Eric Wood is our featured associate this month. [...]
Last fall, we wrote a blog post about the enhancement projects that were taking place on Cahaba Road. After months of hard work collaborating with the City of Birmingham, ALDOT, the Birmingham Zoo and the Birmingham Botanical Gardens, we are so pleased that construction is complete and the project has been received so positively by the community.
We mentioned in our previous post that there were four main goals of the project: 1) Bicycle and pedestrian accommodations and safety; 2) Aesthetics; 3) Gateway to the Birmingham Zoo using a roundabout and 4) Keep improvements within the right of way. We were successful in accomplishing each of these goals, and at the ribbon cutting ceremony, the Zoo, Gardens and City made comments about how the project allows for pedestrian movement between the Gardens and Zoo, therefore linking Birmingham’s two most visited attractions.
The project started with a vision of providing pedestrian and bicycle accommodations along the corridor while also enhancing and beautifying it. We planned to do this by reducing the pavement width (typically called a “road diet”), adding landscaping and lighting and maintaining as much of the existing tree canopy as possible. We also hoped to improve the Zoo entrance to provide a grander gateway entry point. We teamed with Nimrod Long and Associates who helped us put the vision down on paper, and we developed several options for the layout.
We were involved from this very early stage to the very end, providing a wide variety of services that included a concept phase, surveying and design and construction engineering and inspection (CE&I).
Concept Phase. In this early stage we prepared multiple concepts and worked with a stakeholder group that included representatives from the City, ALDOT, Zoo and Gardens who gave valuable input into their wants and needs for the project. Each stakeholder brought experience from their field to the table. A lot of collaborative teamwork between the stakeholders and design team went into the concept before we settled on the layout that has been constructed. During design, the stakeholder group continued to be involved and assisted us in any way possible to keep the project moving.
Surveying and Design. This phase involved field survey, property research, preparing plans, and coordinating plan reviews through ALDOT’s required process for obtaining final approval.
Construction Engineering and Inspection (CE&I). During the construction phase we performed inspections to verify materials and installation methods were consistent with the design plans and ALDOT specifications. The construction contract was also administered to review material submittals, track quantities, process payments, validate contractually required documentation, coordinate with utilities, and coordinate with the Zoo and Gardens.
There were many entities involved in this project: ALDOT as the agent for the federal funds, the City of Birmingham as the owner, Veterans Construction as the contractor, the Zoo and Gardens as affected property owners and businesses, Alagasco and Alabama Power as impacted utilities and then, of course, the motorists on the road who had their own thoughts and opinions about construction.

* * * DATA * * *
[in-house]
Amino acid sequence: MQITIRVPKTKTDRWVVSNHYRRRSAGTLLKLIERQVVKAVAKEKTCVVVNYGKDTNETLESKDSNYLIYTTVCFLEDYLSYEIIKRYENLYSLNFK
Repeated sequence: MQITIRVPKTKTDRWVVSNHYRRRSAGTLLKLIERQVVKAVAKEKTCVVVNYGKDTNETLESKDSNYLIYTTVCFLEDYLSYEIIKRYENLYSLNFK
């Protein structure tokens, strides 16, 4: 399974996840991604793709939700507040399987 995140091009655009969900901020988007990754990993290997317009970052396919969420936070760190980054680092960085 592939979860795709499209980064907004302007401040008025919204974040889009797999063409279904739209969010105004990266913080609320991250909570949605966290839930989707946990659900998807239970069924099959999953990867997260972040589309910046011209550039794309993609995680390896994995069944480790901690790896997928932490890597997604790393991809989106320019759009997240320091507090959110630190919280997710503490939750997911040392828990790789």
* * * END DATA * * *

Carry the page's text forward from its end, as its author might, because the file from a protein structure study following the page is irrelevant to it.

It’s not uncommon for us to work with a large group of stakeholders on a design project. The ability to negotiate meeting the needs and vision of various stakeholders requires strong collaboration and communication skills. When questions or concerns arise, we always try to get them resolved quickly and keep all parties informed.
As with all projects, Cahaba Road had some peculiarities that required attention. There was very limited room for constructing improvements on the Gardens side. One particular area is near the intersection of Lane Park Road where a retaining wall was required in order to accommodate the sidewalk improvements. The contractor had very limited room, just a couple of feet, in order to install the wall.
During survey and design, we discovered that the right of way for Cahaba Road had never been deeded. The Zoo, the Gardens and the road are City properties, therefore the City did not have a need to deed the road when it was first constructed. But since the improvement project was utilizing federal funds, the road had to be deeded as public road right of way which needed to be done in short order.
When it came to construction, things did not always go perfectly. It was discovered that the gas line that had been relocated right after the design phase was not relocated to the correct location. This meant that it had to be moved again. It was a challenge, but we coordinated with the contractor and Alagasco to keep work proceeding as much as possible, and in the end, the final product was worth the time it took to correct this problem.
This final product is a big improvement aesthetically. The previous corridor was an unattractive expanse of asphalt, but now joggers and pedestrians are enjoying wide sidewalks underneath a beautiful tree canopy, and they can walk safety between Mountain Brook Village and English Village.
In addition to the Zoo gateway that was enhanced with the roundabout, the Gardens will be making improvements to their walking entrance at the roundabout so visitors can walk between the two attractions. Our hope is that these improvements will help bring even more visitors to these two popular attractions, making them a more exciting combined destination, not just two separate parks.
It was a proud and exciting moment when we attended the ribbon cutting ceremony that was recently held. We hope these improvements will have a positive impact on our community for years to come.
*Photo courtesy al.com